Six Rohingya Workers Killed in Army Helicopter Attack

Rohingya villagers from Buthidaung in Rakhine State attend the funeral of victims of an Army helicopter attack on April 4. / Abu Marwan

Rohingya villagers from Buthidaung in Rakhine State attend the funeral of victims of an Army helicopter attack on April 4.  / Abu Marwan
Rohingya villagers from Buthidaung in Rakhine State attend the funeral of victims of an Army helicopter attack on April 4. / Abu Marwan

YANGON—At least six Rohingya casual laborers in northern Rakhine State’s Buthidaung Township were killed and more than 10 were wounded in an attack by Army helicopters on Wednesday afternoon, according to a military spokesman and witnesses.

Ahmad Ramahi (name changed for his safety) from Kin Taung Rohingya village said three neighbors from Tha Pyu Chaung were shot to death and one wounded; two from Hpon Nyo Leik were killed and three wounded; one from his village was killed and three injured; while four from Hteik Tu Pauk village were wounded by in the helicopter attack. Others from different villages were also injured, he said.

He said most of Rohingya villagers rely on bamboo harvesting in the summer season as the main traditional small business in Maungdaw and Buthidaung townships. They normally store the extra bamboo cuttings near the Saidin waterfall in order to make bamboo rafts, which are the only way to transport the bamboo to markets and urban areas.

As usual, the Saidin Waterfall area was crowded with several hundred Rohingya casual laborers on Wednesday, and the region was peaceful until noon. At about 2 p.m, a helicopter fired machine gun rounds and hellfire missiles into the crowds twice, witnesses said.

Ahmad Ramahi said, “There was no armed engagement with the Arakan Army [AA] before the Army attack helicopter flew over the Saidin River.”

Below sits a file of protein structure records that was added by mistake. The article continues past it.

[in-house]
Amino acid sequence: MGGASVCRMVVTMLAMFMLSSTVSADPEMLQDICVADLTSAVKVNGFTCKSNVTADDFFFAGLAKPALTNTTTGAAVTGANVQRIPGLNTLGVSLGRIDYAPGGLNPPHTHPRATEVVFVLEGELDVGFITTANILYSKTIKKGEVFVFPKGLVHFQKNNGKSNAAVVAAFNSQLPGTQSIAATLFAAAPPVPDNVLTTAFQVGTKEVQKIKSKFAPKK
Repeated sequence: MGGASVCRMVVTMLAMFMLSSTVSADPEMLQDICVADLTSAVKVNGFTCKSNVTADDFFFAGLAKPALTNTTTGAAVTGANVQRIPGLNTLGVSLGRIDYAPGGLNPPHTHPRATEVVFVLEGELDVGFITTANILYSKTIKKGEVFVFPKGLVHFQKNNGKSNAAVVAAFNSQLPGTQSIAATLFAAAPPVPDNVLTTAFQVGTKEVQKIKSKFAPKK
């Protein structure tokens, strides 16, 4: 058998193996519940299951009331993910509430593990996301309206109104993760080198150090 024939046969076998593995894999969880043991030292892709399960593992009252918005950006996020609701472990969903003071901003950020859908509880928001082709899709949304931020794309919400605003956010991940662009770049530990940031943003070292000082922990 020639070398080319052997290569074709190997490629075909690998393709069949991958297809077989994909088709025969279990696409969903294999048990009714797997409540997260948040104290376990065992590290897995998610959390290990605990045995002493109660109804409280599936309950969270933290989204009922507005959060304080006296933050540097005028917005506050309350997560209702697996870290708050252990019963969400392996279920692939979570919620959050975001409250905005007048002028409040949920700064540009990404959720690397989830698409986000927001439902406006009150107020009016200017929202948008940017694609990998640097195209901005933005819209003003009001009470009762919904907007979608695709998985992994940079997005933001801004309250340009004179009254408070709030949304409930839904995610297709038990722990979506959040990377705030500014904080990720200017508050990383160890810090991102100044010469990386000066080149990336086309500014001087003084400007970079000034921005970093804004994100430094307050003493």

Another Kin Taung villager, Abu Sayyaf, corroborated that there was no fighting between the AA and Army troops in the region. He claimed that several hundred Rohingya villagers were making a bamboo raft for floating down the river and some were carrying bamboo from the forest to the foot of waterfall, when the workers were abruptly fired upon by a helicopter for no apparent reason.

“The rest of the workers are Muslim,” Abu Sayyaf said.

A worker who was wounded by shrapnel and received medical treatment at Buthidaung Hospital said, “The helicopter shot at us for about half an hour.”

A village administrator from Hpon Nyo Leik told The Irrawaddy over the phone from downtown Buthidaung that a total of five bodies were transported to Buthidaung General Hospital on Thursday morning.

An Arakanese from Kyar Nyo Pyin village said that a helicopter flew from the direction of Myo Ma Chaung to the Saidin waterfall. Since last week, as several villages were attacked by military convoys, most of the villagers from that region fled to urban areas.

Regarding the deaths of civilians in Sai Din valley, Brigadier-General Zaw Min Tun, a spokesman for the Office of the Commander-in-Chief, said that about 150 members of the AA reached the region on Wednesday and clashed with the Myanmar Army at noon. And then at about 7 p.m. the AA members attacked a military base situated near Hpon Nyo Leik.

When asked whether the rest of the dead civilians and patients in hospital were Rohingya Muslims, he said, “As Bengalis were together with the AA there, about six were killed and nine wounded. At the moment, we are providing them medical treatment at a Tatmadaw [Myanmar military] hospital.”

The term “Bengali” is widely used in Myanmar to refer to Rohingya.

In 2017, Myanmar military clearance operations in Rakhine State following a series of deadly attacks on security forces by the Arakan Rohingya Salvation Army caused about 700,000 Rohingya to flee to neighboring Bangladesh.

Six Rohingya Workers Killed in Army Helicopter Attack

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